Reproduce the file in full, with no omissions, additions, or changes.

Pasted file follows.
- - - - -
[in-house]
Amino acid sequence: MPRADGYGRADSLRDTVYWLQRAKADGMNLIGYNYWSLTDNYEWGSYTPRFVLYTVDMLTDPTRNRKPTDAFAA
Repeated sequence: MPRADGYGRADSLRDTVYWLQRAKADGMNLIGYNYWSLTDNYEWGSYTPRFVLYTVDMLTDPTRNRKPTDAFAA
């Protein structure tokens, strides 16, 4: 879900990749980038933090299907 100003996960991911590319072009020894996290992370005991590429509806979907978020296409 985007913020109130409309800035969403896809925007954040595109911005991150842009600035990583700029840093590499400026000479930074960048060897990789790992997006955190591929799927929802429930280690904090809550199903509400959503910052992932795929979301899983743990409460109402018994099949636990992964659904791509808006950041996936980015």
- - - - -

[in-house]
Amino acid sequence: MPRADGYGRADSLRDTVYWLQRAKADGMNLIGYNYWSLTDNYEWGSYTPRFVLYTVDMLTDPTRNRKPTDAFAA
Repeated sequence: MPRADGYGRADSLRDTVYWLQRAKADGMNLIGYNYWSLTDNYEWGSYTPRFVLYTVDMLTDPTRNRKPTDAFAA
């Protein structure tokens, strides 16, 4: 879900990749980038933090299907 100003996960991911590319072009020894996290992370005991590429509806979907978020296409 985007913020109130409309800035969403896809925007954040595109911005991150842009600035990583700029840093590499400026000479930074960048060897990789790992997006955190591929799927929802429930280690904090809550199903509400959503910052992932795929979301899983743990409460109402018994099949636990992964659904791509808006950041996936980015």